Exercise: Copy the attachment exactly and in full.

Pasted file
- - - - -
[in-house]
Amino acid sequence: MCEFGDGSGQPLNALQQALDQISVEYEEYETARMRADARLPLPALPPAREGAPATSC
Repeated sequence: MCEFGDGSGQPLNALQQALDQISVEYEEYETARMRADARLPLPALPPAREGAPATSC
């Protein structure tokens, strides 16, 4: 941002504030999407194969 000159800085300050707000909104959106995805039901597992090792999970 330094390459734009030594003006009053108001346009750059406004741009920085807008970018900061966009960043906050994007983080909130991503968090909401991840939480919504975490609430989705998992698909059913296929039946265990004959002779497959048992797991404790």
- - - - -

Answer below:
[in-house]
Amino acid sequence: MCEFGDGSGQPLNALQQALDQISVEYEEYETARMRADARLPLPALPPAREGAPATSC
Repeated sequence: MCEFGDGSGQPLNALQQALDQISVEYEEYETARMRADARLPLPALPPAREGAPATSC
């Protein structure tokens, strides 16, 4: 941002504030999407194969 000159800085300050707000909104959106995805039901597992090792999970 330094390459734009030594003006009053108001346009750059406004741009920085807008970018900061966009960043906050994007983080909130991503968090909401991840939480919504975490609430989705998992698909059913296929039946265990004959002779497959048992797991404790």